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I’m back! At CPOSC 2023

In 2009 MJ and I drove out to the Central Pennsylvania Open Source Conference in Harrisburg, Pennsylvania. I was still living in the suburbs of Philadelphia at the time, and was excited to participate in the Ubuntu booth and give my first conference talk! I’d given talks at the local Philadelphia Linux User Group, but never at a real conference. I was extremely anxious, and even dressed in a button-down shirt and slacks. I need to remind myself of this when I see young people at conferences as I parade around in my hoodie and jeans proclaiming that we don’t need to dress up. I was once that young person looking to be taken seriously by all the professional adults too. If you want to read more about my experience at that conference, I wrote about it here: CPOSC 2009 wrap-up and an interview.

I moved to California just a few months later, during one of the snowiest winters Philadelphia had seen in years. I was aware of CPOSC continuing over the years, but I could never sync up my visits back with the conference. This year serendipity stepped in. I just happened to discover via a chat in #plug a week and a half prior that CPOSC was happening during our visit to Philadelphia. Even better, they were still accepting applications for lightning talks. I swiftly submitted something (which was accepted!) and started making arrangements to attend. It was on a Saturday, but thankfully MJ had a friend in town who wanted time with the boys, so it wasn’t a big deal for me to sneak out for a day.

Friday night I attended a musical with some friends downtown, stayed the night in a hotel in Philadelphia, and then was up bright and early the next morning to catch my Amtrak train to Lancaster, where CPOSC was now based. Unfortunately it was a little rainy that day, so I got a little damp on my walk to the station, and then had to take an Uber from the station in Lancaster to the venue, but it all worked out. I was at CPOSC in time to catch the tail end of the provided breakfast refreshments and to say hello to some friends before the opening remarks.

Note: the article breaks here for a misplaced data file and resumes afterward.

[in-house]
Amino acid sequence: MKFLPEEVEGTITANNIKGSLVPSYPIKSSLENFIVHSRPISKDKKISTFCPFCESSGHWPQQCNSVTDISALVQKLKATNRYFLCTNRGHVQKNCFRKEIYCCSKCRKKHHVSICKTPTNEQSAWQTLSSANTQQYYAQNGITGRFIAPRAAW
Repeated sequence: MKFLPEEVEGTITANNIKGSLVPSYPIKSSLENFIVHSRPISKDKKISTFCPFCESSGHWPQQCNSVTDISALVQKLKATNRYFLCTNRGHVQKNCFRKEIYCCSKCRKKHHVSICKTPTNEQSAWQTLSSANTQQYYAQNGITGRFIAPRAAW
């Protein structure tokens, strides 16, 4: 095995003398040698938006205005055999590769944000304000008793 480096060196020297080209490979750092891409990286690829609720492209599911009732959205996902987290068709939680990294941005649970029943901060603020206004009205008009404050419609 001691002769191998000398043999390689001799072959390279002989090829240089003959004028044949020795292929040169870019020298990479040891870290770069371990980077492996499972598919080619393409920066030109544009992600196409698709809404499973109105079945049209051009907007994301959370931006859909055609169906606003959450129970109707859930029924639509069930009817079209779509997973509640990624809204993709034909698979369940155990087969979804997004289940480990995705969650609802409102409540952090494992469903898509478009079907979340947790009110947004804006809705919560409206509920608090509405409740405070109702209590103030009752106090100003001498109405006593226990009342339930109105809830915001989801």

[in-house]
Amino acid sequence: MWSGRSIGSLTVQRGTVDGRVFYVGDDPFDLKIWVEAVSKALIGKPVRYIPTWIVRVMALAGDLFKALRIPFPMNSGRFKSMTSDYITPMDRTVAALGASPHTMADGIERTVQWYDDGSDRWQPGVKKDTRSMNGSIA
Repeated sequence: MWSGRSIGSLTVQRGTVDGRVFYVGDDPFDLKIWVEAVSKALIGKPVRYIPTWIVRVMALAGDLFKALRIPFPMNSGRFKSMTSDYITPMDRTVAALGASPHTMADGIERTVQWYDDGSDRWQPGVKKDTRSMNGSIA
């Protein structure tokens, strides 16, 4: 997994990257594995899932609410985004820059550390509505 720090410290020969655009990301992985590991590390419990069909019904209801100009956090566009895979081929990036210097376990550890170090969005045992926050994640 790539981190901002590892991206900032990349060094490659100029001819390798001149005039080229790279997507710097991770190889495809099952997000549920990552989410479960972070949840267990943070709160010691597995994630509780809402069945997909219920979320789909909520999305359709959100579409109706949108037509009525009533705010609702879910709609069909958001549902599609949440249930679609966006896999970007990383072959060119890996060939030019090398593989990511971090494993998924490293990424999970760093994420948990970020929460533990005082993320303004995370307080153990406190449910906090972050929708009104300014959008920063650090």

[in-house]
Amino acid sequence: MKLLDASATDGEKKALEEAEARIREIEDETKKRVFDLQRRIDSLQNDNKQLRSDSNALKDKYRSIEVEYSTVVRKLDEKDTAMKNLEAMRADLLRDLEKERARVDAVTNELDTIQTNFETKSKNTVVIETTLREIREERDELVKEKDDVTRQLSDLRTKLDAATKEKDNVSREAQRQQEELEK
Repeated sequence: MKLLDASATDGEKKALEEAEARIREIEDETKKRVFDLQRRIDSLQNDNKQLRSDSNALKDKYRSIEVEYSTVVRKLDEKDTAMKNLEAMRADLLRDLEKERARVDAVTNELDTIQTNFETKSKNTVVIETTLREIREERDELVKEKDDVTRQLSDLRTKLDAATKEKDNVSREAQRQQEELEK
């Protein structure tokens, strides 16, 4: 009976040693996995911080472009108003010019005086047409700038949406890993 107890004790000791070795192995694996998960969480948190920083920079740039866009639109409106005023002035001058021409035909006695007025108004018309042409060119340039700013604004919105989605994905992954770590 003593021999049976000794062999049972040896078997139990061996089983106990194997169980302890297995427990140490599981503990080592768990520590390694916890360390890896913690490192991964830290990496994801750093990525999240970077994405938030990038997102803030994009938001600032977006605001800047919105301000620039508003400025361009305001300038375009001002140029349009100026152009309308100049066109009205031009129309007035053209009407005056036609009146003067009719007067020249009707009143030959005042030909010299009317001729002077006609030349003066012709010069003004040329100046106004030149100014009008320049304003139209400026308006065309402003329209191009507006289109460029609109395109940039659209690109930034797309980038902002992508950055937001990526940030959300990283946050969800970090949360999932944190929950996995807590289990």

The first talk was on “MAME – The Future of the Past (Open-Source Retro Computing and Gaming Emulation)” by Gregory Ember. This was one of my favorite talks of the event. While I may not have a lot of time for games these days, I do love them, and I really love geeking out about retro emulation tech. His talk gave a bit of a history of the project, which provided glimpses into some of the fascinating problems they’ve encountered and overcome. Fortuitously, he made an off-hand comment about mainframes, which gave me an opening to chat with him later and we were able to connect on social media post-event. Cool! I’m totally going to carve out some time to play with MAME.

Then I joined a packed room for a talk by my friend Walt Mankowski on “Remedial Math for Programmers” which I remember cheering him on for when he submitted his talk. In my case, about half the “remedial math” he was talking about was stuff I never actually learned because I didn’t go to school for computer science (I didn’t go to college or university at all). So it was a refresher for a few things, but some of the concepts were entirely new to me. I loved his style of presenting it with examples though, since it made it so much easier for me to understand.

The final talk before lunch was from Deanna Bledsoe on “8-Year-Olds are Learning to Code!” and she gave a great tour of the landscape today for younger folks learning how to code. I had been passingly familiar with Scratch and code.org, but it had been a while since I’d looked at any of it, and that was all before I became a parent. I didn’t really need an excuse to strike up a conversation with her, so it was a real delight when I saw her in the hallway later and we were able to talk about our shared interest in getting kids into STEM for a few minutes. I also used my time in the “hallway track” to chime into a conversation about package management, which folks came and went from and then ended up talking about amateur radio. It was during this discussion that I remembered what I missed so much about in-person conferences: those random, geeky personal connections. I’m shy, and half the people I was talking to I’d just met, but in that moment we were all just geeking out over topics we either had expertise or interest in. It’s so nice to be back to doing events. Just prior all that, I attended a talk by Tom Swartz on “Open Source Home Automation” where he focused on Home Assistant, and I was really glad to hear (and see!) that they’ve made some really great advances in the past couple years, it may be time for me to play around with it again.